On February 15, 2011 NYSE and Deutsche Börse announced their merger to form a new company, as yet unnamed, wherein Deutsche Börse shareholders will have 60% ownership of the new entity, and NYSE Euronext shareholders will have 40%.
On February 1, 2012, the European Commission blocked the merger of NYSE with Deutsche Börse, after commissioner Joaquin Almunia stated that the merger "would have led to a near-monopoly in European financial derivatives worldwide". Instead, Deutsche Börse and NYSE will have to sell either their Eurex derivatives or LIFFE shares in order to not create a monopoly. On February 2, 2012, NYSE Euronext and Deutsche Börse agreed to scrap the merger.
In April 2011, Intercontinental Exchange (ICE), an American futures exchange, and NASDAQ OMX Group had together made an unsolicited proposal to buy NYSE Euronext for approximately US$11 billion, a deal in which NASDAQ would have taken control of the stock exchanges. NYSE Euronext rejected this offer twice, but it was finally terminated after the United States Department of Justice indicated their intention to block the deal due to antitrust concerns.
In December 2012, it was announced that ICE had proposed to buy NYSE Euronext in a stock swap with a valuation of $8 billion. NYSE Euronext shareholders would receive either $33.12 in cash, or $11.27 in cash and approximately a sixth of a share of ICE. The Chairman and CEO of ICE, Jeffrey Sprecher, will retain those positions, but four members of the NYSE Board of Directors will be added to the ICE board.
Many of the people who ring the bell are business executives whose companies trade on the exchange. However, there have also been many famous people from outside the world of business that have rung the bell. Athletes such as Joe DiMaggio of the New York Yankees and Olympic swimming champion Michael Phelps, entertainers such as rapper Snoop Dogg and members of the band Kiss, and politicians such as Mayor of New York City Rudy Giuliani and President of South Africa Nelson Mandela have all had the honor of ringing the bell. Two United Nations Secretaries General have also rung the bell. On April 27, 2006, Secretary-General Kofi Annan rang the opening bell to launch the United Nations Principles for Responsible Investment. On July 24, 2013, Secretary-General Ban Ki-moon rang the closing bell to celebrate the NYSE joining the United Nations Sustainable Stock Exchanges initiative.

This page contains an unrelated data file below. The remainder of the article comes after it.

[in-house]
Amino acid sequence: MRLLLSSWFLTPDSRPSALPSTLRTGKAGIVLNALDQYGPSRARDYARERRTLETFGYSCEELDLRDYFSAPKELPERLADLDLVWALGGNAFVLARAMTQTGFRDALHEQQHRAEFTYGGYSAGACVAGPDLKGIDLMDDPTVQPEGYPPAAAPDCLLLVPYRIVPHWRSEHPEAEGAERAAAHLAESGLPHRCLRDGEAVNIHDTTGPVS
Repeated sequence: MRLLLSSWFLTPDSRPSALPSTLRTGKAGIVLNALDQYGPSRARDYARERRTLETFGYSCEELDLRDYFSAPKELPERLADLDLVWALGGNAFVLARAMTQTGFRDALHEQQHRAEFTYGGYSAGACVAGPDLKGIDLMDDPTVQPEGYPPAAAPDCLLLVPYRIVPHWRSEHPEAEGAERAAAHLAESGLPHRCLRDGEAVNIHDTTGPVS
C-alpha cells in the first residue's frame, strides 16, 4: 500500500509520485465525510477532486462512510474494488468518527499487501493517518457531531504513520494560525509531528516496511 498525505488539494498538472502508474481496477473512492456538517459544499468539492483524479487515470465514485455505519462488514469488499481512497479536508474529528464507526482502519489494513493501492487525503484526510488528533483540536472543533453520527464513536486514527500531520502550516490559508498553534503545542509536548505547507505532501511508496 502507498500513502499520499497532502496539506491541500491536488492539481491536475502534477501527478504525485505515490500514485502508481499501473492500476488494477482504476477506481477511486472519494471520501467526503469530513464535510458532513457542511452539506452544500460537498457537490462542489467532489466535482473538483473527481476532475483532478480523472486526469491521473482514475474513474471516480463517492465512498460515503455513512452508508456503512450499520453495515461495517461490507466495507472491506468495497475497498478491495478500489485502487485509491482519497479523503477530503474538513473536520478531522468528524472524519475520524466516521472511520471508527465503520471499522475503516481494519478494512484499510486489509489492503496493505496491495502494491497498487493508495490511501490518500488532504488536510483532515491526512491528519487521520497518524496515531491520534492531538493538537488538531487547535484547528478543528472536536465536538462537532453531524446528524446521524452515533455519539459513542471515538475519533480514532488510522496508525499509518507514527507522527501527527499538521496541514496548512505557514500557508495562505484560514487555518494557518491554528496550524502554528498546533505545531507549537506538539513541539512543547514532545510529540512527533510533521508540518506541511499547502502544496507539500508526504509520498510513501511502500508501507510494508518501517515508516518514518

In addition there have been many bell-ringers who are famous for heroic deeds, such as members of the New York police and fire departments following the events of 9/11, members of the United States Armed Forces serving overseas, and participants in various charitable organizations.
There have also been several fictional characters that have rung the bell, including Mickey Mouse, the Pink Panther, Mr. Potato Head, the Aflac Duck, and Darth Vader.
The New York Stock Exchange (NYSE), sometimes known as the "Big Board", is an American stock exchange located at 11 Wall Street, Lower Manhattan, New York City, New York, United States. It is by far the world's largest stock exchange by market capitalization of its listed companies at US$19.69 trillion as of May 2015. The average daily trading value was approximately US$169 billion in 2013.
The NYSE trading floor is located at 11 Wall Street and is composed of 21 rooms used for the facilitation of trading. A fifth trading room, located at 30 Broad Street, was closed in February 2007. The main building and the 11 Wall Street building were designated National Historic Landmarks in 1978.
The NYSE is owned by Intercontinental Exchange, an American holding company it also lists (NYSE: ICE). Previously, it was part of NYSE Euronext (NYX), which was formed by the NYSE's 2007 merger with the fully electronic stock exchange Euronext. NYSE and Euronext now operate as divisions of Intercontinental Exchange.
The NYSE has been the subject of several lawsuits regarding fraud or breach of duty and in 2004 was sued by its former CEO for breach of contract and defamation.